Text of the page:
Photo taken by and courtesy of Barbara Larson.

“Strange things happened I said to the Browns. Look the marks on the wall are still there from when my mom measured us to see how much we have grown. They said, “That’s from measuring our children.” The marks were in the same place, Fred stated. There was a child climbing in a tree and fell out of it when we were there. I told them, “That’s the same tree I fell out of when I was a kid.” I have a scar on my nose from that. Mr. Brown died of a heart attack some years ago in the vicinity of the swimming pool. ******************************************************************************************************** “George, my brother, doesn’t remember how old he was, but he remembers someone standing in front of the attic door. He was wearing a military uniform.  Everything was white in color.  I remember reading about some of the wares going to war and I think one of then never returned.  Just another ghost story,” stated Fred in a recent e-mail. ******************************************************************************************************** Whether you believe the evidence given by Fred Button or the Brown’s, as to the presence of ghosts, the story of the house and its occupants is compelling.  I am very grateful to Mr. Button for contacting me and offering its history.  It was difficult for Mr. Button to write about this house and his early childhood, because some of his memories are hurtful and I am not including in them in the story, as per his request. We might think our lives are mundane and routine, or too painful to talk about with others.  However, the sum total of our experiences, the good and the bad, make us who we are.  Writing documented histories, sharing photos and letters and personal mementos is the best way for our descendants to remember us.  As we researchers and genealogists investigate our ancestors, descending generations will want to know about us, also.  Though technology has made it much easier to leave a written or recorded history, no one wants to be remembered as just being born, possibly married and had children, and then died. Our descendants will be as curious about us as we are about those who came before. So let them know who you were. ************************************************************************************************ I was  contacted recently by Mrs. Alayne R. Cox of Brooklyn, New York, regarding more information  she would like me to add to this story.  She is the older sister of Fred Button, by 12 years, and remembered some important details.  Their mother, Shirley, was told by the previous owner, Eva Peterson Gilpatrick, the home had once been an Inn. Mrs. Cox told me more about the room without windows.  She said there was a secret room under the stairs in the room, and she believes the room was a hide-away for travelers on the “Underground Railroad” on their way North and further destinations in Canada.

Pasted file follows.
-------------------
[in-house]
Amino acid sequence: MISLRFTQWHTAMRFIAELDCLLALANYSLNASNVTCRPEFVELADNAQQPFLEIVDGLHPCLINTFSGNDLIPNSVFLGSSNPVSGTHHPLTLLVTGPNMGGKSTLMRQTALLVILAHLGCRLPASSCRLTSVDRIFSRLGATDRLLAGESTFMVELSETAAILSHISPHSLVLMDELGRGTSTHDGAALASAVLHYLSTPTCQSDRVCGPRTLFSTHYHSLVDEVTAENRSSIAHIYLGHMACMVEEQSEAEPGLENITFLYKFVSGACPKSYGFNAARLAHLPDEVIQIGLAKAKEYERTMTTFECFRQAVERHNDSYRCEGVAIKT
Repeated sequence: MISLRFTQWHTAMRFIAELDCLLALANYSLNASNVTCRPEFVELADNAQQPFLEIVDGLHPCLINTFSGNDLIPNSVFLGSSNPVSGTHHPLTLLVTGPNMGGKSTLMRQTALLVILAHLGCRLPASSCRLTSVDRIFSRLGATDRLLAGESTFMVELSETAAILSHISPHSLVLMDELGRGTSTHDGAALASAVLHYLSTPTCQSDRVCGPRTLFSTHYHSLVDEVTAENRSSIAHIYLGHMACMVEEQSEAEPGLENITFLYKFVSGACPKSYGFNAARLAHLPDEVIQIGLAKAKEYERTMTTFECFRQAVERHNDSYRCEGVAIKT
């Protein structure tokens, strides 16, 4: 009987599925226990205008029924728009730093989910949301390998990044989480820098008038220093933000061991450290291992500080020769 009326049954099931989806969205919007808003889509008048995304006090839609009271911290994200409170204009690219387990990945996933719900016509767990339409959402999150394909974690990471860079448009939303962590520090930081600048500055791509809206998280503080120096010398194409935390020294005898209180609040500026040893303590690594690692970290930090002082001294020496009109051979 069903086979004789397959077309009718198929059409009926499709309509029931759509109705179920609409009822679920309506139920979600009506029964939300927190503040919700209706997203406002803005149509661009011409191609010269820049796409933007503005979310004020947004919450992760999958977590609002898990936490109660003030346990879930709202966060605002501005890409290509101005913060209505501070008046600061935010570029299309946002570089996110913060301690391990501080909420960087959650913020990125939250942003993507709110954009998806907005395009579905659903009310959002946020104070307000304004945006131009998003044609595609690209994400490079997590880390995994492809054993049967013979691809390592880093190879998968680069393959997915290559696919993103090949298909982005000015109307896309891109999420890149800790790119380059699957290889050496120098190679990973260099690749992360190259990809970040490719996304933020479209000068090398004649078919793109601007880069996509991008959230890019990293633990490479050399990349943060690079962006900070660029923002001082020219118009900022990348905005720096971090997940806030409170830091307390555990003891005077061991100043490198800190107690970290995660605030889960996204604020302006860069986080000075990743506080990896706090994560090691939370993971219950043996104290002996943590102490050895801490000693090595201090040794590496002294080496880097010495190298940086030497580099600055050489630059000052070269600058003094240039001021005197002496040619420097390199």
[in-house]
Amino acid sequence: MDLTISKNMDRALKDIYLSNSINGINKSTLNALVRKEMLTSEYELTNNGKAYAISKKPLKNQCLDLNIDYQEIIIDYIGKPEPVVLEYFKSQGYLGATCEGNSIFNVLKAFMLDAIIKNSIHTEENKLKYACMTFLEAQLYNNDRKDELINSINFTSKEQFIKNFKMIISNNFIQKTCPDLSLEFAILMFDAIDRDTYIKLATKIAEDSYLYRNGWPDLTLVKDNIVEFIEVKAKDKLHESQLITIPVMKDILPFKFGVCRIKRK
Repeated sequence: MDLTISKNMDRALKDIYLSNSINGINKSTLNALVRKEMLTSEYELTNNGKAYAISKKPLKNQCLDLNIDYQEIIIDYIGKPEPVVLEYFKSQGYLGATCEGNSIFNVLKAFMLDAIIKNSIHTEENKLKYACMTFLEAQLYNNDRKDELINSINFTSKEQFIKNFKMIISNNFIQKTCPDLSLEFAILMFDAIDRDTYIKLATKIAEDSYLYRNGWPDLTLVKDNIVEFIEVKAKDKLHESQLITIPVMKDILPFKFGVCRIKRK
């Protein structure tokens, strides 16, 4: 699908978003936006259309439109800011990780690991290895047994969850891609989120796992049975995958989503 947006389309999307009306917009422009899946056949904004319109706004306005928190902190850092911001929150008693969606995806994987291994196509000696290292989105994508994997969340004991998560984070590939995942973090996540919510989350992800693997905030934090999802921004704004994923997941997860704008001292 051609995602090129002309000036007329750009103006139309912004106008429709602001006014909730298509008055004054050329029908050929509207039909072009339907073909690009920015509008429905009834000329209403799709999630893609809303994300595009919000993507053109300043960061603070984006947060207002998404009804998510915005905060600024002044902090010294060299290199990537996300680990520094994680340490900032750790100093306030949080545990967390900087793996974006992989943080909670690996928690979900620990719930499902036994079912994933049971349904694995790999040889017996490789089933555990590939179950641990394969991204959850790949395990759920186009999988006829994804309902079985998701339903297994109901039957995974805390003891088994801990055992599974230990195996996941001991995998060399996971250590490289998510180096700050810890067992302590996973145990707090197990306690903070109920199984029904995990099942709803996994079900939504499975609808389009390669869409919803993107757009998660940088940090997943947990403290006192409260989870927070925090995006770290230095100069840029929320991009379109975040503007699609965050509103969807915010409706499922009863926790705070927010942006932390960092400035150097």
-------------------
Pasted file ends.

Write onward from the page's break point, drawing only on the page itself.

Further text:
The House of Elias Ware of Wrentham, Massachusetts (Updated) — 2 Comments

  1. I am the older sister of Fred Button. I have some other very interesting info about my childhood home given by Eva Peterson Gilpatrick to my mother Shirley Button. I live in Brooklyn, New York and can be contacted at xxx-xxx-xxxx (Phone Number blocked by security system to protect poster – Contact Webmaster to override if number is required).

    Alayne R. Cox

  2. It must have taken an act of congress to re-route I-495 around this place. Look at all the memories that would have been destroyed if they hadn’t. A very interesting article.